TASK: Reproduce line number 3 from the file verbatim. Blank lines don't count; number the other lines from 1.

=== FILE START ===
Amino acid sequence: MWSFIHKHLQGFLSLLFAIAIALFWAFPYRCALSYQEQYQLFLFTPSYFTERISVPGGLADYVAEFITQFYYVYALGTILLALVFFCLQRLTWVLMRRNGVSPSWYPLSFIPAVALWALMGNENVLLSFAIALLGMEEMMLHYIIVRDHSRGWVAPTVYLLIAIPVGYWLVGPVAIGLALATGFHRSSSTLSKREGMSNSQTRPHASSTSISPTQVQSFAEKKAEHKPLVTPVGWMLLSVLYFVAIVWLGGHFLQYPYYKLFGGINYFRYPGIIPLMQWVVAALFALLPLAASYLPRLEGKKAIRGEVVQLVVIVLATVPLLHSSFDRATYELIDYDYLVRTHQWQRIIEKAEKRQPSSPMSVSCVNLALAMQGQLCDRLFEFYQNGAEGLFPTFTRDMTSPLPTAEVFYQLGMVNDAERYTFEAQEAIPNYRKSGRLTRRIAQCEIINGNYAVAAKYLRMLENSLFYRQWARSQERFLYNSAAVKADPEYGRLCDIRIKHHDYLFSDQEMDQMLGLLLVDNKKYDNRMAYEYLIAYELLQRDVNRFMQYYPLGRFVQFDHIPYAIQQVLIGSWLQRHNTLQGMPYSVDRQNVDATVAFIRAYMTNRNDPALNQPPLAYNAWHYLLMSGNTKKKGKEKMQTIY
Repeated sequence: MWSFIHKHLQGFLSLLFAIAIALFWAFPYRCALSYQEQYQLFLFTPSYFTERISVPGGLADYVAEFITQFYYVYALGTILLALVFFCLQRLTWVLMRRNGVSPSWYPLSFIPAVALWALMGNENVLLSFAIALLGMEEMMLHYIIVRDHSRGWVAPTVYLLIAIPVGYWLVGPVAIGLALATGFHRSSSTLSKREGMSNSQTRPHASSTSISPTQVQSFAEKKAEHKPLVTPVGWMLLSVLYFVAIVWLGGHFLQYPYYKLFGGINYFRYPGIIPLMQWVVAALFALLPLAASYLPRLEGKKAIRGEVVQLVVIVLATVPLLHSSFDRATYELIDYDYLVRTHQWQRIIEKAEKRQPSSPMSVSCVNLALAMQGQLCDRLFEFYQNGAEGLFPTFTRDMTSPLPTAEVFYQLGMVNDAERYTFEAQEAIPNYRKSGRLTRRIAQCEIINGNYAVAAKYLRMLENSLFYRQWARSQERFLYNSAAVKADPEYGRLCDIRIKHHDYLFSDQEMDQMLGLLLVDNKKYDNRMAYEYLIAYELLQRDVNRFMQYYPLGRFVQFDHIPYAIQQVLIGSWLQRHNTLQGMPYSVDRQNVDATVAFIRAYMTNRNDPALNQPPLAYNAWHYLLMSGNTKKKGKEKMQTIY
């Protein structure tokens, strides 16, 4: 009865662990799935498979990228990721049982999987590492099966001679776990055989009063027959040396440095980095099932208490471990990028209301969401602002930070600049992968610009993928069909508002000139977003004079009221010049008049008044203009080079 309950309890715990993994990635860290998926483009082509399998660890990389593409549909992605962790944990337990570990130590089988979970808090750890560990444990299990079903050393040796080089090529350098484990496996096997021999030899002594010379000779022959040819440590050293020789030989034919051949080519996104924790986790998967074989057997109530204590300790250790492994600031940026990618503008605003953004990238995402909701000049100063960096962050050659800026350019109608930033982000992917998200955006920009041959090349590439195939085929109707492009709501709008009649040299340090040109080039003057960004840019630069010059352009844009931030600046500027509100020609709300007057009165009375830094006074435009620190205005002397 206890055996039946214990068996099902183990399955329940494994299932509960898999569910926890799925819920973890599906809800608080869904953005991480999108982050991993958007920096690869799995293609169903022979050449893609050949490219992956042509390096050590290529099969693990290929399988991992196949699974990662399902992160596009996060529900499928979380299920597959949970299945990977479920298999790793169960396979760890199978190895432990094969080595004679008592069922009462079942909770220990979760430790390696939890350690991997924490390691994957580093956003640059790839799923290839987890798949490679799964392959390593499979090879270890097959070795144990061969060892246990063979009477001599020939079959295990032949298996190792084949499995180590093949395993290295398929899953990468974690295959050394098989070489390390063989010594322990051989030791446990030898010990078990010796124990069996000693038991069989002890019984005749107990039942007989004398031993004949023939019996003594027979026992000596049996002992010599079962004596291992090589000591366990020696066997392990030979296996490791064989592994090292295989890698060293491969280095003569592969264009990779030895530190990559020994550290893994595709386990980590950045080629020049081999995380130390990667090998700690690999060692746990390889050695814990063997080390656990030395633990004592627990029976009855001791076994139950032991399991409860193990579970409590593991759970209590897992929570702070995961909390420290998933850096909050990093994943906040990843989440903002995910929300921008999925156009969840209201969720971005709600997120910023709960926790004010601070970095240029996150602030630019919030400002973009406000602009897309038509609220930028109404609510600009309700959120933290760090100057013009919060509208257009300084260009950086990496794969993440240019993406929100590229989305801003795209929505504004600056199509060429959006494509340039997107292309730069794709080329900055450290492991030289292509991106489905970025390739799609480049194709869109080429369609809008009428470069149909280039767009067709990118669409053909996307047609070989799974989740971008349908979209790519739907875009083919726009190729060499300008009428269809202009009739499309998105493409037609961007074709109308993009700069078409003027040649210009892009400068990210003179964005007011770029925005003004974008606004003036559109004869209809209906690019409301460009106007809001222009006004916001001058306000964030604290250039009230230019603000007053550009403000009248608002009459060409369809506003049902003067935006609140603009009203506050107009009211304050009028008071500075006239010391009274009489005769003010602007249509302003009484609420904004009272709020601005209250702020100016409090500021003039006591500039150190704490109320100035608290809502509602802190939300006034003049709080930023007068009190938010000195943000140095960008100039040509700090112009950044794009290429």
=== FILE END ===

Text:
């Protein structure tokens, strides 16, 4: 009865662990799935498979990228990721049982999987590492099966001679776990055989009063027959040396440095980095099932208490471990990028209301969401602002930070600049992968610009993928069909508002000139977003004079009221010049008049008044203009080079 309950309890715990993994990635860290998926483009082509399998660890990389593409549909992605962790944990337990570990130590089988979970808090750890560990444990299990079903050393040796080089090529350098484990496996096997021999030899002594010379000779022959040819440590050293020789030989034919051949080519996104924790986790998967074989057997109530204590300790250790492994600031940026990618503008605003953004990238995402909701000049100063960096962050050659800026350019109608930033982000992917998200955006920009041959090349590439195939085929109707492009709501709008009649040299340090040109080039003057960004840019630069010059352009844009931030600046500027509100020609709300007057009165009375830094006074435009620190205005002397 206890055996039946214990068996099902183990399955329940494994299932509960898999569910926890799925819920973890599906809800608080869904953005991480999108982050991993958007920096690869799995293609169903022979050449893609050949490219992956042509390096050590290529099969693990290929399988991992196949699974990662399902992160596009996060529900499928979380299920597959949970299945990977479920298999790793169960396979760890199978190895432990094969080595004679008592069922009462079942909770220990979760430790390696939890350690991997924490390691994957580093956003640059790839799923290839987890798949490679799964392959390593499979090879270890097959070795144990061969060892246990063979009477001599020939079959295990032949298996190792084949499995180590093949395993290295398929899953990468974690295959050394098989070489390390063989010594322990051989030791446990030898010990078990010796124990069996000693038991069989002890019984005749107990039942007989004398031993004949023939019996003594027979026992000596049996002992010599079962004596291992090589000591366990020696066997392990030979296996490791064989592994090292295989890698060293491969280095003569592969264009990779030895530190990559020994550290893994595709386990980590950045080629020049081999995380130390990667090998700690690999060692746990390889050695814990063997080390656990030395633990004592627990029976009855001791076994139950032991399991409860193990579970409590593991759970209590897992929570702070995961909390420290998933850096909050990093994943906040990843989440903002995910929300921008999925156009969840209201969720971005709600997120910023709960926790004010601070970095240029996150602030630019919030400002973009406000602009897309038509609220930028109404609510600009309700959120933290760090100057013009919060509208257009300084260009950086990496794969993440240019993406929100590229989305801003795209929505504004600056199509060429959006494509340039997107292309730069794709080329900055450290492991030289292509991106489905970025390739799609480049194709869109080429369609809008009428470069149909280039767009067709990118669409053909996307047609070989799974989740971008349908979209790519739907875009083919726009190729060499300008009428269809202009009739499309998105493409037609961007074709109308993009700069078409003027040649210009892009400068990210003179964005007011770029925005003004974008606004003036559109004869209809209906690019409301460009106007809001222009006004916001001058306000964030604290250039009230230019603000007053550009403000009248608002009459060409369809506003049902003067935006609140603009009203506050107009009211304050009028008071500075006239010391009274009489005769003010602007249509302003009484609420904004009272709020601005209250702020100016409090500021003039006591500039150190704490109320100035608290809502509602802190939300006034003049709080930023007068009190938010000195943000140095960008100039040509700090112009950044794009290429």